Coda: current issues

I’ve been led to thinking about the public use of reason from a variety of stories that have emerged lately. The phenomenon of trolling, or specifically the appeal to derogatory and defamatory language as a form of silencing, undermining and derailing reminds me of the public and private distinction I have made. News services in the Gaming industry IGN and to a lesser extent, Machinima display a level of journalism which is outright misogynist at times and is unapologetic, this I think reflects the fact that a certain type of male gamer is so visible as the archetypical gamer, who casually swears, enjoys trash talk and wouldn’t think twice about the symbolism of using sexual violence analogies to describe playing a game. Gamers feel so strongly about this behaviour as a form of entitlement that they would go so far as to defame and troll a Kickstarter project forged by Anita Sarkeesian on Gender and gaming.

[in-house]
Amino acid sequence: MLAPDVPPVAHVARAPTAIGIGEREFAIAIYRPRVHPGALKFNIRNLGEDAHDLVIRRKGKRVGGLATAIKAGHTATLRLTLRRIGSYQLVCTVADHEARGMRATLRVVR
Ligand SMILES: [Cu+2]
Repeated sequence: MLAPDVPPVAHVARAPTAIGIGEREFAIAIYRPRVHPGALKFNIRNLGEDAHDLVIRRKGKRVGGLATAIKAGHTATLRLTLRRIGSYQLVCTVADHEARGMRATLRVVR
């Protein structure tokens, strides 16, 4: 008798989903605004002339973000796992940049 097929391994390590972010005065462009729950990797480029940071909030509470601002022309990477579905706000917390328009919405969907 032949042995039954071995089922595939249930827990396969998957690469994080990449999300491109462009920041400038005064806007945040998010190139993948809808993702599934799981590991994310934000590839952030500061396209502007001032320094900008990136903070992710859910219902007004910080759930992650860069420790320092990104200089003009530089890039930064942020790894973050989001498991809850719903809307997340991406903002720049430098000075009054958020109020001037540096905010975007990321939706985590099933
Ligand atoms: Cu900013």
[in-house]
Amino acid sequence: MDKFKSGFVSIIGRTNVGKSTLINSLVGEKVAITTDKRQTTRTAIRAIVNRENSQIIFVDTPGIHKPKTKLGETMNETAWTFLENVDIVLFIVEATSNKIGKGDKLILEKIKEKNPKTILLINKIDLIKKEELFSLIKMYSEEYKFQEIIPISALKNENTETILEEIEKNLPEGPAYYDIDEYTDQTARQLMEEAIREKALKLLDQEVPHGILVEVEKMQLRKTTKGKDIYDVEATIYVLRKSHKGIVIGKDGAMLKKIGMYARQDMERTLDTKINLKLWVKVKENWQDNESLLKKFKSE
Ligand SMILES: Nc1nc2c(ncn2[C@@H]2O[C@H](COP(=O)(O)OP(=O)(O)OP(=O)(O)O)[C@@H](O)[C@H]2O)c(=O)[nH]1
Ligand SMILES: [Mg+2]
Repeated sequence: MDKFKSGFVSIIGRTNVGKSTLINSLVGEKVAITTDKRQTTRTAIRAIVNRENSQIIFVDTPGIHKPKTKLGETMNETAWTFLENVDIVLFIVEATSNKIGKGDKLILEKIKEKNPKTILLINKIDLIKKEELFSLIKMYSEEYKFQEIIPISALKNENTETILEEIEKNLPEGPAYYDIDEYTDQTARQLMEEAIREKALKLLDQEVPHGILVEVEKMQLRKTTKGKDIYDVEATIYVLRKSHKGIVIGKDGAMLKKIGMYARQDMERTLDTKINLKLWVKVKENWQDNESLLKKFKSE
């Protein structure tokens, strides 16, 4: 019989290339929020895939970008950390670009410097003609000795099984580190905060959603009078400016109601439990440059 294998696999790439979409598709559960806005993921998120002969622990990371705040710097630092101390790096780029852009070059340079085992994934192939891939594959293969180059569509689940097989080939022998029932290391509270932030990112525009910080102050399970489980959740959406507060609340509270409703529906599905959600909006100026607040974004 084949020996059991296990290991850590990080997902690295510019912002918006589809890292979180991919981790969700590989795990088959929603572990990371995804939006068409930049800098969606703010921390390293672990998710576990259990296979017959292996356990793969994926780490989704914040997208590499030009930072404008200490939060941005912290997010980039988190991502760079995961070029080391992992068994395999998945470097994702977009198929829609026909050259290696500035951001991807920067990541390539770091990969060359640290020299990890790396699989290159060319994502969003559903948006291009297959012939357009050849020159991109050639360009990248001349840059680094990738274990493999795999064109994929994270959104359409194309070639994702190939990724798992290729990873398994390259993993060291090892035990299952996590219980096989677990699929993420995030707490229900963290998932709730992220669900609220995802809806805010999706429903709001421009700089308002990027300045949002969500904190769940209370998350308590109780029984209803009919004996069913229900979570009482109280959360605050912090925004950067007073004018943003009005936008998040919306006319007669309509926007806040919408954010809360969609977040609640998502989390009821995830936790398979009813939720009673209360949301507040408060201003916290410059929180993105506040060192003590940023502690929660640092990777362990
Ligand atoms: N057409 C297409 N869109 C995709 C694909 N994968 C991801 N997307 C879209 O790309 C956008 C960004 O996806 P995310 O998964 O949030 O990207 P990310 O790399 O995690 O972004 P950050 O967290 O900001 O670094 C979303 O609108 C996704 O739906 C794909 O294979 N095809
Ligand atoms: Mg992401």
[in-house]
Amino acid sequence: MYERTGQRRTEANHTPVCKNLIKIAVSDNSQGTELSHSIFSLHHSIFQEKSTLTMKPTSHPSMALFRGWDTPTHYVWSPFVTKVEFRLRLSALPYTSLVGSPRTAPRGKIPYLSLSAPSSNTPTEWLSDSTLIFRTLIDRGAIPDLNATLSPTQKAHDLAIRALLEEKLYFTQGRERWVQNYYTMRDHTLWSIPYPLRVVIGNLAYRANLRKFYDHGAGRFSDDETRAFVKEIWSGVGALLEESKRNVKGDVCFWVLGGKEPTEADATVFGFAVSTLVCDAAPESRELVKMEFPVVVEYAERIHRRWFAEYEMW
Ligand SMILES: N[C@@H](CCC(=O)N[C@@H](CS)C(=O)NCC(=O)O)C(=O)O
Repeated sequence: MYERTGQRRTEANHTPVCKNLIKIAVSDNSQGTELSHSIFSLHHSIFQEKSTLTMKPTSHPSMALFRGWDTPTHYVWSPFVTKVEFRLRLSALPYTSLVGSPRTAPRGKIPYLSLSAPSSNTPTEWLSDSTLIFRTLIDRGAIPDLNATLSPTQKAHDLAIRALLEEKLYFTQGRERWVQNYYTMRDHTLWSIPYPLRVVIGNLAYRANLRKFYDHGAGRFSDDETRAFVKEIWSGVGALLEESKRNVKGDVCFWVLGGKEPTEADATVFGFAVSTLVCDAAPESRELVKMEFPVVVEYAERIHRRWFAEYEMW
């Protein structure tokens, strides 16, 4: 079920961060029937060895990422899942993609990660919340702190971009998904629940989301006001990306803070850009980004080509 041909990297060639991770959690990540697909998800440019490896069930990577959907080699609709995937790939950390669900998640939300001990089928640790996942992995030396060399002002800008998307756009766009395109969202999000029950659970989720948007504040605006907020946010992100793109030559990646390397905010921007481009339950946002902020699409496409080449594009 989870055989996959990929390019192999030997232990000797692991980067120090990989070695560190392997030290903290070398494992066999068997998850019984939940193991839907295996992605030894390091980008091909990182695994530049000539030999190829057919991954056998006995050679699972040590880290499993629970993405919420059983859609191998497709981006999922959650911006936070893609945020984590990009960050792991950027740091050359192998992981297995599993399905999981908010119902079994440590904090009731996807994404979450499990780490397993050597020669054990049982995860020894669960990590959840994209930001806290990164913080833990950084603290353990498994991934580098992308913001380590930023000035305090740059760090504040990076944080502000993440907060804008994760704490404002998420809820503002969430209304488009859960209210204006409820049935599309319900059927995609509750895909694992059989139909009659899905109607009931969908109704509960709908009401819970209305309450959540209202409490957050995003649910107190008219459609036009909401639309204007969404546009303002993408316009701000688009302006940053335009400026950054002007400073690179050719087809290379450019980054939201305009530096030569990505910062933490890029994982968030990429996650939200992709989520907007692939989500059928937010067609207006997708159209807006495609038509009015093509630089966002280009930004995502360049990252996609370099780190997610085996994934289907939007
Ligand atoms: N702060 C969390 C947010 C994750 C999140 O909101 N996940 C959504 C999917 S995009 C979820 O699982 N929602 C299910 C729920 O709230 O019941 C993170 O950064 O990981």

Likewise I have heard numerous stories of journalists and writers who have experienced campaigns of trolling and defamation for speaking out on various issues. Judith Butler had a petition against being awarded the Adorno Prize for her views on Israeli politics, her response was nuanced and pertinent to this distinction. I’ve also recently explored a website called Reddit, which has a bizarre mix of private reasons and public reasoning. There is one extreme where all of the threads are mostly reactionary and highly rated comments are those that refer to people as fagets in full caps lock, while others involve informed debate where people are open minded enough to disagree or willing to change their mind. The internet age was initially considered as a democratising force for creating an informed public who had a forum for public reasoning, but the way that customisation and orienting around ‘likes’ and ‘favourites’ surrounds an internet user simply around people and environments in which they would agree. It’s like going to a party and only hanging around with people you know: you don’t need to cover any new ground, being around those you agree with or share the same sentiments simply fosters a shorthand of discussion, where little is actually elaborated and everything is simply agreed upon.